By Angie Bado, TSB Publisher
I had a couple of free hours (sort of) yesterday, so I decided to sneak in some Christmas baking. One of the aspects about the holidays that I really enjoy, baking gets me in the holiday spirit and I don’t find enough time to do it these days. Christmas music blaring in the background, flour flying everywhere, my thoughts drifted to the true spirit of Christmas – giving.
Yes, the arrival of the holiday season often brings thoughts of sharing, caring, and of giving to those who are less fortunate. According to the Bible, “it is more blessed to give than to receive,” and as Americans, we count our blessings and are often moved to give. We give gifts to our members of our family, to our friends and whenever possible, we give to our communities.
TV commercials for St. Jude Research Hospital remind us that money is needed for more research to save our children, Salvation Army bell-ringers greet us as we scurry into various stores and we drop a few dollars into the kettle. I receive what seems like dozens of emails each week announcing the efforts of various local organizations and businesses, which are sponsoring all kinds of projects to assist those who are in need at this time of year. Multitudes of volunteers work tirelessly for months prior to the start of the holiday season so that no one will go without during Christmas.
Last week, I wrote a story about the Collin County Committee on Aging and their Secret Santa project. Volunteers work for months organizing the project, which delivers Christmas gifts to senior citizens who are in need. Community Lifeline Center will be, thanks to volunteers from the community, providing Christmas gifts to families in the Collin County area who otherwise would not be able to afford Christmas.
Toys donated by caring members of our community are stacked high around the Christmas tree that beautifully stands in the front of Rick’s Chop House. They will be given to the Samaritan Inn, Collin County’s only homeless shelter. Our local churches sponsor “Angel Trees,” where church members select choose a family or an individual in our community
On average, approximately one quarter of charitable giving occurs during the holiday season, and certainly our city steps up to the plate and does it’s part. I can tell you first hand, that we live in a very caring city.
This year, McKinney was selected by Money Magazine as the No. 2 best place to live out of their 100 best places to live in America list. Among the reasons our fair city was chosen were economic strength, excellent health care, great schools and low crime rate. As Money Magazine puts it, another aspect that was considering when making their selections was “assessing what the numbers can’t tell you –whether a town is a true community.”
We excel at being a true community – at caring for each other. That’s what makes us great. I’ve witnessed it hundreds of times during my 22 years in McKinney. I’ve seen residents come to the rescue of their friends who are dealing the profound shock and grief associated with the death of a loved one. Dinners are delivered to friends who have a new baby in the family, giving mom some much needed help as she adjusts to having a new member of the family.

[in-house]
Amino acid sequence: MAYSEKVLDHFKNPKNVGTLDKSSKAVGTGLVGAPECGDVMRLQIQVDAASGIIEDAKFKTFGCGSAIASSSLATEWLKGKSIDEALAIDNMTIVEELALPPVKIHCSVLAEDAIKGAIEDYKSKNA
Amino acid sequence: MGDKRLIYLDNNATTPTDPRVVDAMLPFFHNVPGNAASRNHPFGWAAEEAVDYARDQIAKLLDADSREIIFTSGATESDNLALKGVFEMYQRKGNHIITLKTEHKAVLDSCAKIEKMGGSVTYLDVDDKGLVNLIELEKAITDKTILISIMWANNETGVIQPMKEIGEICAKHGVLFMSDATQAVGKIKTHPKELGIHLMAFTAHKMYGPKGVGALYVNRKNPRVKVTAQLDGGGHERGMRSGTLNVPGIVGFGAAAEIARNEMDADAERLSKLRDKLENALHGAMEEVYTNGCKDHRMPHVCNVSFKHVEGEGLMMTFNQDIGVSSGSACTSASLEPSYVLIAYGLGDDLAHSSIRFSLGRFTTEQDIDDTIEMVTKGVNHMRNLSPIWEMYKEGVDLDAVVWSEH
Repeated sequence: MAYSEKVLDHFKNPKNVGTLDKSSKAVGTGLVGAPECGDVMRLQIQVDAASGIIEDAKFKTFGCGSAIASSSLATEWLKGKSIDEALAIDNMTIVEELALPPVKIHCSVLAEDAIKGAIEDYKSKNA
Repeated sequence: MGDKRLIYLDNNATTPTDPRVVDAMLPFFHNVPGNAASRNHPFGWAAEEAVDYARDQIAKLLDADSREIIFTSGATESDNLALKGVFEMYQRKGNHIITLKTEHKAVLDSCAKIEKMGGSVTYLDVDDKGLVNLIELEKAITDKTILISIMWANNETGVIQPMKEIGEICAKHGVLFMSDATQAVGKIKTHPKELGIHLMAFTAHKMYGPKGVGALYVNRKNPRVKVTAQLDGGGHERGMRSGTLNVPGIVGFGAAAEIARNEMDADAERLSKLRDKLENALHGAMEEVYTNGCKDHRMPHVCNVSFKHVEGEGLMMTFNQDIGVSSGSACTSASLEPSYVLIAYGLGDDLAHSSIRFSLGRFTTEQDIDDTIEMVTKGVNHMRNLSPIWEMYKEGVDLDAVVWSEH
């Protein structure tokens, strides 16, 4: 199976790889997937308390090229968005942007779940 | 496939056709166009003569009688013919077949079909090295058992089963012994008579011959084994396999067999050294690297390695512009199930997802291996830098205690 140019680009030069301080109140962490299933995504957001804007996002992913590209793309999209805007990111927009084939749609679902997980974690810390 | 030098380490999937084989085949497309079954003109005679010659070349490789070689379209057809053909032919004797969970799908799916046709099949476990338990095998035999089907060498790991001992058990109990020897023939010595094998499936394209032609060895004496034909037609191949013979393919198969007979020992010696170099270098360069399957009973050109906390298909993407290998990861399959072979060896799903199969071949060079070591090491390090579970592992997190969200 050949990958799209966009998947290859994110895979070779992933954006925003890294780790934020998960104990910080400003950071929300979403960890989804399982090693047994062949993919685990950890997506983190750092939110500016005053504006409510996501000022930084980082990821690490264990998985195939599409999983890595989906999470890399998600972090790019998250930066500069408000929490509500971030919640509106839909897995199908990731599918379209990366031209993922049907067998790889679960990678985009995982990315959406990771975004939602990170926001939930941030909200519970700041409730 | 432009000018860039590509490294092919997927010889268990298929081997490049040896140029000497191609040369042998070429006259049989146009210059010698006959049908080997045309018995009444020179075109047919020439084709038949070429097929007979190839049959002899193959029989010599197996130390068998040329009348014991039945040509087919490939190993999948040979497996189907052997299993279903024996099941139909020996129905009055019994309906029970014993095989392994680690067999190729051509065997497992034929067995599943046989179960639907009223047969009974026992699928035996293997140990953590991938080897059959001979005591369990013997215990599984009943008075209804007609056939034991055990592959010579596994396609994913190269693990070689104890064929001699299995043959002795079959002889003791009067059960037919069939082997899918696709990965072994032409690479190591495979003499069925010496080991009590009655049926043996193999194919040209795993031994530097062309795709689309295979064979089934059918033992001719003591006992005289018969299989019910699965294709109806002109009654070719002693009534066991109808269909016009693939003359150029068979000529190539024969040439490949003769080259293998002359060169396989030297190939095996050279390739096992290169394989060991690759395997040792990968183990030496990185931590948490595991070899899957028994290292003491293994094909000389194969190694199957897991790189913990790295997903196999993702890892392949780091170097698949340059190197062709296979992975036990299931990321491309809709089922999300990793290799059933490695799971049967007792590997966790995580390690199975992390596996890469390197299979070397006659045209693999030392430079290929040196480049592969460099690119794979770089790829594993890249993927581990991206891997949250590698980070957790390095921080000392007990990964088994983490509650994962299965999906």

When the horrific Truett Street murders took place in 2004, McKinney stepped up. We grieved together. We donated money to help the families with funeral expenses. Church volunteers prepared and served food for hundreds following the four funerals. Families donated funds to the scholarship funds that were established to honor Matt Self and Austin York. That was true community.
Although I won’t share their names in order to protect their privacy, I’ve participated in numerous efforts to reach out and support families who have had a loved one fighting a battle with cancer. We arm ourselves with casseroles, books or cash and give of ourselves if a friend needs a ride to chemotherapy or needs a visit to bring a little cheer. We set up charity events to raise funds for those who are experiencing the financial hardships brought about by dealing with a catastrophic illness.
Personally, I have recently felt the warmth and compassion of members of our community when after writing about my son’s struggles with depression I received many messages of encouragement. Those messages make a difference. Words of kindness and encouragement convey support.
McKinney citizens practice random acts of kindness the whole year through. Individuals tirelessly give of their time, talents and financial resources in order to make our community better. Their generosity comes from a desire to help, to build relationships and not from a place of the desire for personal gain. We build Habitat homes, we raise money for children, we help the homeless, we are there for friends and family.
In my book, McKinney citizens, we are the number one best place to live because of your caring and your sharing! You practice generosity without exception.
“We make a living by what we get, but we make a life by what we give.”
– Sir Winston Churchill